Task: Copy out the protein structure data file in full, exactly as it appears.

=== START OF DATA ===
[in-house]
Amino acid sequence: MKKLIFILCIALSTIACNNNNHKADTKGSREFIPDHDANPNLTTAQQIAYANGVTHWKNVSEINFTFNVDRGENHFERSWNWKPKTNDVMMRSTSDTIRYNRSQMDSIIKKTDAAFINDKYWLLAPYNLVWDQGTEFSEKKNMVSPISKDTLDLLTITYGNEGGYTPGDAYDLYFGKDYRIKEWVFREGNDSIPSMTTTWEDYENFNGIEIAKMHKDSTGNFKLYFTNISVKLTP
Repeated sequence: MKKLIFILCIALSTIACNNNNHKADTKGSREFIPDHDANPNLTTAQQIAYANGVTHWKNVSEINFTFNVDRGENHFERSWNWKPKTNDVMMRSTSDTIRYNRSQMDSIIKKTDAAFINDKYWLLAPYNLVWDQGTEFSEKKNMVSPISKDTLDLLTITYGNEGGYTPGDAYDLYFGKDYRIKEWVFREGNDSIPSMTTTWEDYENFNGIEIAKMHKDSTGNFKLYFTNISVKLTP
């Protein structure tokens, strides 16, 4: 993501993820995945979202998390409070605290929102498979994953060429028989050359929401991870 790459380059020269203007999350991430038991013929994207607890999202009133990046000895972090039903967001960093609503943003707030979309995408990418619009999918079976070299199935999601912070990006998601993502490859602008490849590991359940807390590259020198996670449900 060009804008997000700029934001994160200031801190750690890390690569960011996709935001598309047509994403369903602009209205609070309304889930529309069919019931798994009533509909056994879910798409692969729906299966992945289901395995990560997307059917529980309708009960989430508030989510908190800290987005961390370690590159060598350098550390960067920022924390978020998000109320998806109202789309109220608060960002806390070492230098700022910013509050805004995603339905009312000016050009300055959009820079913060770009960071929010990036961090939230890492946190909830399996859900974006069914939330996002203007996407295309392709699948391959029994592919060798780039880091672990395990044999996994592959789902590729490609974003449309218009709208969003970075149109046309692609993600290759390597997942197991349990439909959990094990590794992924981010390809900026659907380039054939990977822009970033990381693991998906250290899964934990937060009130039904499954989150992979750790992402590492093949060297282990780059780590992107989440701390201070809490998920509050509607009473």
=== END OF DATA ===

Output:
[in-house]
Amino acid sequence: MKKLIFILCIALSTIACNNNNHKADTKGSREFIPDHDANPNLTTAQQIAYANGVTHWKNVSEINFTFNVDRGENHFERSWNWKPKTNDVMMRSTSDTIRYNRSQMDSIIKKTDAAFINDKYWLLAPYNLVWDQGTEFSEKKNMVSPISKDTLDLLTITYGNEGGYTPGDAYDLYFGKDYRIKEWVFREGNDSIPSMTTTWEDYENFNGIEIAKMHKDSTGNFKLYFTNISVKLTP
Repeated sequence: MKKLIFILCIALSTIACNNNNHKADTKGSREFIPDHDANPNLTTAQQIAYANGVTHWKNVSEINFTFNVDRGENHFERSWNWKPKTNDVMMRSTSDTIRYNRSQMDSIIKKTDAAFINDKYWLLAPYNLVWDQGTEFSEKKNMVSPISKDTLDLLTITYGNEGGYTPGDAYDLYFGKDYRIKEWVFREGNDSIPSMTTTWEDYENFNGIEIAKMHKDSTGNFKLYFTNISVKLTP
């Protein structure tokens, strides 16, 4: 993501993820995945979202998390409070605290929102498979994953060429028989050359929401991870 790459380059020269203007999350991430038991013929994207607890999202009133990046000895972090039903967001960093609503943003707030979309995408990418619009999918079976070299199935999601912070990006998601993502490859602008490849590991359940807390590259020198996670449900 060009804008997000700029934001994160200031801190750690890390690569960011996709935001598309047509994403369903602009209205609070309304889930529309069919019931798994009533509909056994879910798409692969729906299966992945289901395995990560997307059917529980309708009960989430508030989510908190800290987005961390370690590159060598350098550390960067920022924390978020998000109320998806109202789309109220608060960002806390070492230098700022910013509050805004995603339905009312000016050009300055959009820079913060770009960071929010990036961090939230890492946190909830399996859900974006069914939330996002203007996407295309392709699948391959029994592919060798780039880091672990395990044999996994592959789902590729490609974003449309218009709208969003970075149109046309692609993600290759390597997942197991349990439909959990094990590794992924981010390809900026659907380039054939990977822009970033990381693991998906250290899964934990937060009130039904499954989150992979750790992402590492093949060297282990780059780590992107989440701390201070809490998920509050509607009473």